This FAQ is based on our understanding of the information released to date by the Internal Revenue Service (IRS).

1. What is FATCA ?

FATCA stands for the Foreign Account Tax Compliance Act. It was introduced in October 2009 but ultimately enacted as part of the Hiring Incentives to Restore Employment (HIRE) Act on 18 March 2010.

It adds a new chapter to the Internal Revenue Code (Chapter 4) aimed at addressing perceived tax abuse by U.S. persons through the use of offshore accounts. The new rules require foreign financial institutions (FFI’s) to provide the IRS with information on certain U.S. persons invested in accounts outside of the U.S. and for certain non-U.S. entities to provide information about any U.S. owners.

2. What is the intent of FATCA ?

FATCA is intended to increase transparency for the Internal Revenue Service (IRS) with respect to U.S. persons that may be investing and earning income through non-U.S. institutions. While the primary goal of FATCA is to gain information about U.S. persons, FATCA imposes a punitive tax withholding where the applicable documentation and reporting requirements are not met.

3. Who will be impacted by FATCA ?

FATCA is far reaching and can impact any person, U.S. or foreign, to the extent that such person is involved in making or receiving payments that fall within the scope of FATCA. While FATCA certainly affects U.S. withholding agents and U.S. multinational companies, the greatest impact is on foreign financial institutions (FFIs).

4. What are the withholding requirements under FATCA?

In general, a withholding agent is required to withhold 30% on a withholdable payment made to a foreign financial institution (FFI) or to a non-financial foreign entity (NFFE), unless the FFI or NFFE meets certain requirements. In addition, an FFI must withhold 30% on any passthru payment it makes to a recalcitrant account holder, as well as any passthru payment it makes to another FFI unless that FFI meets certain requirements.

5. Will FATCA regulations replace the NRA and QI program?

No. It adds a new dimension to the current Qualified Intermediary (QI) regime as it will operate in parallel to the existing withholding tax system (NRA and QI program).

As a consequence of these additional requirements and complexity to the existing regimes, the IRS has aimed at eliminating duplicative reporting and withholding where possible.

Practically, FATCA regime will be the first layer of rules to apply; should they be met or not be relevant, then, as a second layer, the rules of the QI regime will be applicable.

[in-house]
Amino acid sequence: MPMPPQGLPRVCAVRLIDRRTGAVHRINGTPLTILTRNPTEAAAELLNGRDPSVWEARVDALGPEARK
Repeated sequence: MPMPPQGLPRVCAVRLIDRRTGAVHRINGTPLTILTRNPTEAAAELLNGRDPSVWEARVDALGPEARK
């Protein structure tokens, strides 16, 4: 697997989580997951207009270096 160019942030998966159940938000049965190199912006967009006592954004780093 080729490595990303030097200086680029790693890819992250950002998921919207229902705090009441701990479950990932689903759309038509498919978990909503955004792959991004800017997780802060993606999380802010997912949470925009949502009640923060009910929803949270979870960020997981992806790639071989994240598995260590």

6. What type of payment is subject to FATCA?

FATCA provisions generally apply to two defined payment types:

  • Withholdable payments; and
  • Foreign passthru payments (currently reserved under Regulations).

However, FATCA withholding is not required with respect to any payment under, or gross proceeds from the disposition of, a grandfathered obligation.

7. When will pass-through payment be subject to withholding?

It is foreseen that Participating FFIs will be required to withhold 30% when a passthru payment is made to a recalcitrant account holder or non-participating FFI.

The Final Treasury Regulations reserved guidance on passthru payments for a later date. It is foreseen that Participating FFIs will be required as of 1 January 2017, to withhold 30% when a passthru payment is made to a recalcitrant account holder or non-participating FFI.

Meanwhile for years 2015 and 2016, an FFI must report the aggregate amount of certain payments to each non-participating FFI as a mean to reduce the incentive for non-participating FFIs to use participating FFIs to block the application of the FATCA rules.

8. What is "U.S. payee pooling"?

In order to avoid duplicate reporting between the FATCA “U.S. accounts” reporting (Form 8966 or equivalent sent to  local tax authorities of IGA countries) and the Chapter 61 reporting (Form 1099) to U.S. non-exempt recipients, the IRS allows Participating FFIs or Registered Deemed Compliant FFIs to include under certain conditions, documented U.S. non-exempt recipients in a “U.S. payee pool”. As a consequence, such FFI that does not endorse backup withholding and 1099 reporting responsibilities no longer has to provide payee specific information to the upstream withholding agent. Such an election must be certified within the IRS Form W-8IMY provided to certify the account.

9. What are the different scenarios for an FFI to become FATCA-compliant?

If the FFI is incorporated in a country that has signed an Intergovernmental Agreement (IGA) with the U.S.A., it will be considered as Partner Jurisdiction Financial Institution being FATCA compliant. It will be either a Reporting Financial Institution (FI) complying with due diligence requirements as described in Annex I of the IGA, or a Non-Reporting FI, deemed-compliant or exempted, as per Annex II of the Agreement. Under Model I, the Reporting FI will report the requested information to its Local Tax Authorities; under Model II, the Reporting FI will have to report directly to the IRS.

If the FFI is incorporated in a country that did not enter into an IGA, the FFI will have to enter into an FFI Agreement with the IRS directly and comply with the Final Treasury Regulations.